|COMPARISON OF TRADITIONAL VS SELF PUBLISHING|
|Ebook Rights and RoyaltiesReporting and payments
Smaller advance/print runs
Limited time/shelf space
In part one we tackled the supposed “pros” of support and distribution that I thought were advantages three years ago. Not so much anymore.
Now let’s look at a few others.
This is a no brainer. There are many excellent free-lance developmental editors out there… some are former agents and/or editors at the Big Six. There are even more copy editors. I consider developmental more important—they can tell you if your writing is credible, authentic and consistent, and I wouldn’t publish a book without someone like that evaluating mine.
But copy editors are important too. They’re the ones who studied grammar in school and know the difference between its and it’s. (Do you? It’s one of my pet peeves and I’d wager two out of three people don’t). Ah, you can ask, but is that important? Yes… if you’re a detail-oriented person.
But I digress.
A word of caution. A lot of people call themselves editors or book doctors, and charge a lot. Check their references and CV carefully to see exactly what their background is before hiring.
There is a special relationship between publishing companies and bookstores. Not because one romances the other. The relationship is built on co-op and credit. Publishers pay bookstores to place their books in prominent positions. In their hey-day the chains were getting over $20,000 a week PER title for best-seller placement.
In addition, publishers encourage bookstores to order twice as many books as they think they can sell (which, of course, inflated print runs quite a bit in the past). The catch is that bookstores are allowed to return books they don’t sell for credit. Kind of a professional form of check kiting. In fact, it’s almost possible to imagine a bookstore surviving on credit alone.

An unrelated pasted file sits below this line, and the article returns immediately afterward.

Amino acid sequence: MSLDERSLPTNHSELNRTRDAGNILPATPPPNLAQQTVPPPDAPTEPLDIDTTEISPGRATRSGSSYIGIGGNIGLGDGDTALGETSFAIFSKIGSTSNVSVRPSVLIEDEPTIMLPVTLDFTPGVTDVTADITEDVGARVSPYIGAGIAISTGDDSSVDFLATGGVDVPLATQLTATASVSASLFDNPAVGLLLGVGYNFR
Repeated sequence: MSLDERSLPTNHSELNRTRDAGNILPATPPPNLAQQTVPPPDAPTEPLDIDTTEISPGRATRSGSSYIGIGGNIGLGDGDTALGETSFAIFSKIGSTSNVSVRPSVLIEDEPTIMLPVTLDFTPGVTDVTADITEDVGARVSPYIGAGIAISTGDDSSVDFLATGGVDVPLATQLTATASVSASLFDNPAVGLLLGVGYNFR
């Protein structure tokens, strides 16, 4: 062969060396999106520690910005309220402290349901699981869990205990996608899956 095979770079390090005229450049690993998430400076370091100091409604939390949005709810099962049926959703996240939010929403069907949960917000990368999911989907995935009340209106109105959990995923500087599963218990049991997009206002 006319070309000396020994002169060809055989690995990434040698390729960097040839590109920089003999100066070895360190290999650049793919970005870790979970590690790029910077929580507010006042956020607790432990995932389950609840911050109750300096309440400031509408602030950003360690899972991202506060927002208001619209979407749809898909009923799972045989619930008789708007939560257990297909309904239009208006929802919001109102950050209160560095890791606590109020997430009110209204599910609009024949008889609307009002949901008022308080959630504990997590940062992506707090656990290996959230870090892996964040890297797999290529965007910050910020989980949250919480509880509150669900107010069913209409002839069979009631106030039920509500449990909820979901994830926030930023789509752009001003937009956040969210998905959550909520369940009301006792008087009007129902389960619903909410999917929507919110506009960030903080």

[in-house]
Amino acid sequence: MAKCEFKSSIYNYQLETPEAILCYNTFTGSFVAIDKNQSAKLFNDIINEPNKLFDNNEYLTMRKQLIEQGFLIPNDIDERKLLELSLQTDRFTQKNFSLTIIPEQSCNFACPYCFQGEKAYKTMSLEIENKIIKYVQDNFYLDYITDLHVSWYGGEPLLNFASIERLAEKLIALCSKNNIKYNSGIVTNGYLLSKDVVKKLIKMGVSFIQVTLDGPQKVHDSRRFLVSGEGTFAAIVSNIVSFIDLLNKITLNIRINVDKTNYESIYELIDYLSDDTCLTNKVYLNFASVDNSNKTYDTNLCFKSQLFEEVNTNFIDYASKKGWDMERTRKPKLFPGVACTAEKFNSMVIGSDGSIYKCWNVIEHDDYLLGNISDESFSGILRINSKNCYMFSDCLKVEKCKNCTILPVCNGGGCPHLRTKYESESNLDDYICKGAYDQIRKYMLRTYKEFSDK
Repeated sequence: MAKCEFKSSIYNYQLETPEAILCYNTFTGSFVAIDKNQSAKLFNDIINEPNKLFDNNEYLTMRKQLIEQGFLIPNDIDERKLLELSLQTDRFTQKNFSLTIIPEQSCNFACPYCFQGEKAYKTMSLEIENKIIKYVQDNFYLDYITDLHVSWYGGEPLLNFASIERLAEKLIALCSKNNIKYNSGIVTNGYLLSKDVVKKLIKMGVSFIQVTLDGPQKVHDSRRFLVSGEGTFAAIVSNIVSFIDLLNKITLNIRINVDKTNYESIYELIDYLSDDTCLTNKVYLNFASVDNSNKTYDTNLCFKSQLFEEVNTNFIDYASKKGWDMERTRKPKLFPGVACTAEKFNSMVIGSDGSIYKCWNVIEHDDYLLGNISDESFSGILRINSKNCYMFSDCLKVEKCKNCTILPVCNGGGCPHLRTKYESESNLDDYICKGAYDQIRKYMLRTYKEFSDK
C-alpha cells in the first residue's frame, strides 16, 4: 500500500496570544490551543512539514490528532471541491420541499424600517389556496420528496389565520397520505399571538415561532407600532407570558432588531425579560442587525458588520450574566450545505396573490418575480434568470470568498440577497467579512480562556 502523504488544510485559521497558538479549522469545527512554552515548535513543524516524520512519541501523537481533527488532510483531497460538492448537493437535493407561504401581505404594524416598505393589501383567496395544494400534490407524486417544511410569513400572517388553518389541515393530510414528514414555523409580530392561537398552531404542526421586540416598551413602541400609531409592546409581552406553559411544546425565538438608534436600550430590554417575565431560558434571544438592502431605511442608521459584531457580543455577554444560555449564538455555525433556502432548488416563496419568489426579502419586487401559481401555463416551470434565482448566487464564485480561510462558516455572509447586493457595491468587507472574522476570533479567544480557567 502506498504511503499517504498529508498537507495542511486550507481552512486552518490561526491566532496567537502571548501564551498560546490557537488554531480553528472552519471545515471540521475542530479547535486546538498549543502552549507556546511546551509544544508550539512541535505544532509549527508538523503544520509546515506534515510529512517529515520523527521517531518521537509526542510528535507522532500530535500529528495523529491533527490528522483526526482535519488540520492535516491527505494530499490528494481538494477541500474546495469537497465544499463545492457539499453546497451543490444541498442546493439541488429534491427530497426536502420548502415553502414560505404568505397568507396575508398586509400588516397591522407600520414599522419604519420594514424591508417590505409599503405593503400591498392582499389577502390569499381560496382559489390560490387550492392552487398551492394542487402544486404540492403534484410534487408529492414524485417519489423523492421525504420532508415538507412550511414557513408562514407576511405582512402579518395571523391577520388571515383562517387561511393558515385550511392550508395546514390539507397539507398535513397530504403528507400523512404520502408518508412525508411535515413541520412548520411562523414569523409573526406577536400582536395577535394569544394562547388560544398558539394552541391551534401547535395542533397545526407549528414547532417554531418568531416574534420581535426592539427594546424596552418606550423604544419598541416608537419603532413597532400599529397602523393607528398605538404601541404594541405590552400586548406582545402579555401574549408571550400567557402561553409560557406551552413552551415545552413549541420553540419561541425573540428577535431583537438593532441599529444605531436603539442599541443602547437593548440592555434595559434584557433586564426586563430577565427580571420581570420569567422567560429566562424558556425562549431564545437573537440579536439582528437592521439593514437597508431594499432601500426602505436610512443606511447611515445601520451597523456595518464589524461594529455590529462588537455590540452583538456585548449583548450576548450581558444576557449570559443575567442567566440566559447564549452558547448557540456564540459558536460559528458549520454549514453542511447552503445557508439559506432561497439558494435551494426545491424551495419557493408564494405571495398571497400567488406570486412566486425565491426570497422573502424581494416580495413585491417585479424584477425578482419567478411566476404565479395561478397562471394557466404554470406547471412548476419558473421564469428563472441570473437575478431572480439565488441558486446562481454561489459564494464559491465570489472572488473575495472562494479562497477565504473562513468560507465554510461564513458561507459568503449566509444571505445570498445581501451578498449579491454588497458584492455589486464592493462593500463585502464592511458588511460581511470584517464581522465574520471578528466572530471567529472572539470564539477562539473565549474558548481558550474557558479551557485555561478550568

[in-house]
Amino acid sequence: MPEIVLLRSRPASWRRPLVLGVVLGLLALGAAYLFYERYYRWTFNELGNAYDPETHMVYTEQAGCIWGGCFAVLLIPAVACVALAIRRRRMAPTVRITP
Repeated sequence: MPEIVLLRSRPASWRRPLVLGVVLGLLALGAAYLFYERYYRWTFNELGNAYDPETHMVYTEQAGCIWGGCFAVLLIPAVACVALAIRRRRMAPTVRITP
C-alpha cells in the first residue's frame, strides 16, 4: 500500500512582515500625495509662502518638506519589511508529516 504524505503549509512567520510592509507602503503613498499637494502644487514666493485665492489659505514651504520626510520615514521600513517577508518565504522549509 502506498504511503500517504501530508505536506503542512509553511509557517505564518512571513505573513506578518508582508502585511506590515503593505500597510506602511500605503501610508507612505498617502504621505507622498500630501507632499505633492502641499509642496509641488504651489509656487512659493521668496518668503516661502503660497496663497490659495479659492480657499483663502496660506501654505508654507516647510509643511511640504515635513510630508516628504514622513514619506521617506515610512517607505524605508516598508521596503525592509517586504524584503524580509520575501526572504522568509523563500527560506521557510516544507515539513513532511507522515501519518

The disruption caused by digital books is changing all that. Not because POD books aren’t returnable—actually most POD books are, contrary to what bookstores will tell you—but because they revealed the holes in the system. What other industries (besides credit card debt and mortgages and Ponzi schemes) survive on credit?
Bottom line, though, when the industry fell upon hard times, and bookstores couldn’t sell even 25% of the books they ordered, publishers demanded their money, and chains like Borders went out of business, and Barnes and Noble and indie bookstores faltered.
Still, and this is the biggest irony, the practice persists.
There are many literary awards that specifically exclude self-published titles. But there are emerging awards specifically FOR self-published novels, if you’re into that kind of thing. Plus the International Thriller Writers, the most progressive of the crime fiction associations, recognizes self published books along with traditionally published ones. I wonder what MWA is waiting for.
The process of garnering reviews is undergoing a sea change. More and more, readers get recommendations from Amazon and Goodreads rather than traditional review sources, if those even exist anymore. I’ve found most readers to be quite generous in doling out 4 and 5 star reviews (thank you readers), but even the less than spectacular 3 and 2 star reviews can give a reader valuable information.